Edward German and Basil Hood's Merrie England is the epitome of rollicking good fun - light, frivolous, old-fashioned yet timely, and packed with witty songs, charming countryfolk and aloof courtiers. Written in 1902 and last performed in London in 1960, this comic opera has now been dusted off by the Finborough in celebration of the Queen's Diamond Jubilee as part of their "Celebrating British Music Theatre" series.
Fitting a cast of 21 into the Finborough's compact performance area isn't easy but director Alex Sutton somehow creates space along with pace. From the opening, with the crowning of Jamie Birkett's May Queen, through the unfolding of the slight plot involving sub-Shakespearean characters losing and finding love, to the rousing finale, the cast perform with gusto and then some.
The parallel plot about the violent treatment of those deemed to be witches by the fearful countryfolk gives the production some edge and there's a bit of history in the relationship between the Queen and the Earl of Essex. But these are broadly comic characters, not intended to be taken seriously or historically. This Queen Elizabeth (Virge Gilchrist) is closer to Blackadder's version of comedy queen - spaced-out, crown askew, never quite knowing whether to join in with the songs about herself.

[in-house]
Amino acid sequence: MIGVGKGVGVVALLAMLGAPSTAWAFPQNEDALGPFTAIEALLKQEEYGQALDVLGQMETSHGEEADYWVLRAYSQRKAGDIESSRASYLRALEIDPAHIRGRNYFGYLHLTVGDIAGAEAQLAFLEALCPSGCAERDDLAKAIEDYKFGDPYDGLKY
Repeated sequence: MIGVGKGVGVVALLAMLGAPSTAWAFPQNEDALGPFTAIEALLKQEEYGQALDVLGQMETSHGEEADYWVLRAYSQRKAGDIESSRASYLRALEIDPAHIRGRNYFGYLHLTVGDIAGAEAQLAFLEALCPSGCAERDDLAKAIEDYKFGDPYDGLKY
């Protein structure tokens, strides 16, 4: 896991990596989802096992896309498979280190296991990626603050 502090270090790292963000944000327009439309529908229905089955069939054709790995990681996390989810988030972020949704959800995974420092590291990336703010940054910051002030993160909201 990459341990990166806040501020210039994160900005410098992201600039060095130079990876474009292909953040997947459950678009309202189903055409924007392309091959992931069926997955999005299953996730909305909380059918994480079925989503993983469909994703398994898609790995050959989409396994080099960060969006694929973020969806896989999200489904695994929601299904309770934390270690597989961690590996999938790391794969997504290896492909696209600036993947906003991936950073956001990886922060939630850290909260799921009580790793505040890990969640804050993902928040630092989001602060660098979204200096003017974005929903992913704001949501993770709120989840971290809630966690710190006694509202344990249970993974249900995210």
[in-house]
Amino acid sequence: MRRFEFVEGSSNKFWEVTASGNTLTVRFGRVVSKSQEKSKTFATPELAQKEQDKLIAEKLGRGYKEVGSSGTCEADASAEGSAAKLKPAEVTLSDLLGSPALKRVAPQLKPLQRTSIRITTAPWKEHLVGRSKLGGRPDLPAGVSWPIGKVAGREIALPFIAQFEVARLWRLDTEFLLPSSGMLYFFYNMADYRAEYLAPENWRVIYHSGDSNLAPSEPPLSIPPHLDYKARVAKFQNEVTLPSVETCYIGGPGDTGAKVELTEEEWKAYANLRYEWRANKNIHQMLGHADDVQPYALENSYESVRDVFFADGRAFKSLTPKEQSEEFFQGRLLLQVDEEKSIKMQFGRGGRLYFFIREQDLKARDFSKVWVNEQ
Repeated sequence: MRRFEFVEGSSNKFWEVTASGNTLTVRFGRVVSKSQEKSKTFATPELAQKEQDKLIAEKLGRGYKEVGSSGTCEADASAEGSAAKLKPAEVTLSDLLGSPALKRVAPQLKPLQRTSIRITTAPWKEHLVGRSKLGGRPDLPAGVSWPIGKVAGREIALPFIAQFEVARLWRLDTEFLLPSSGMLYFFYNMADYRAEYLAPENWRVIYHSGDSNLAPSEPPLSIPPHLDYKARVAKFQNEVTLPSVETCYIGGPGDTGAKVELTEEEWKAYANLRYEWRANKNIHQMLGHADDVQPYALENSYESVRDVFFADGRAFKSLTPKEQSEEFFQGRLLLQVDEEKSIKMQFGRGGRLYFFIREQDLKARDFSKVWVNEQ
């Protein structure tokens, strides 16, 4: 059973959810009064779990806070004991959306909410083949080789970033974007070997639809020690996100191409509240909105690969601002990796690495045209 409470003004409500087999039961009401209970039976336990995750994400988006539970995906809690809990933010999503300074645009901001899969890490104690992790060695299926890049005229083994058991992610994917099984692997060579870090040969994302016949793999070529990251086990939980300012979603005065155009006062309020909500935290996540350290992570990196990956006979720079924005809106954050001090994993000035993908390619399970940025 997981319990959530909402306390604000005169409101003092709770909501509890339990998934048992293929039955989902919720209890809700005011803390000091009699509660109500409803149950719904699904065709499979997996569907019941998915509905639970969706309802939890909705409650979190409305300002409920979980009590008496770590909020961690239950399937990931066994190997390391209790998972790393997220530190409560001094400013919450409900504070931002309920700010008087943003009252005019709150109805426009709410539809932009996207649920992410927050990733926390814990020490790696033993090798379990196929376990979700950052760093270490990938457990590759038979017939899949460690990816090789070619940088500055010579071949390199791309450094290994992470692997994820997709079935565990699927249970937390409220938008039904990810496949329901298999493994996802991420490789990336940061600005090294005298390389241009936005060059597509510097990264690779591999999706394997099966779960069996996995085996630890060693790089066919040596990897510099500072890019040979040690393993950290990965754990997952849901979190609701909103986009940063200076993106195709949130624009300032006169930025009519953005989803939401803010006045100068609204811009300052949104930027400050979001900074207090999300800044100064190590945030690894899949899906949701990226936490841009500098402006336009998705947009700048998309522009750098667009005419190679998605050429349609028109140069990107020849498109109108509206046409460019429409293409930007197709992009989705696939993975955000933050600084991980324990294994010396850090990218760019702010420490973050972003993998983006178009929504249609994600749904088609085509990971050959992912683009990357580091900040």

The voices individually and collectively soar joyously - and sometimes a little too loudly in this intimate theatre - but even among this talented company there are some stand-outs. Daniel Cane effortlessly steals his every scene with a gloriously over-the-top and highly physical portrayal of Shakespearean actor Walter Wilkins. Nichola Jolley's Jill-All-Alone is full of pathos and vulnerability among her clever retorts, while Sir Walter Raleigh is played with authority by Michael Riseley.
Comparisons with Gilbert and Sullivan are inevitable as it's very much in that style of light opera, but Merrie England has its own peculiar charm in its sunny depiction of an England that never existed.
At times there's a bit too much eyes-and-teeth acting, but this is a terrific production, deserving of a larger stage.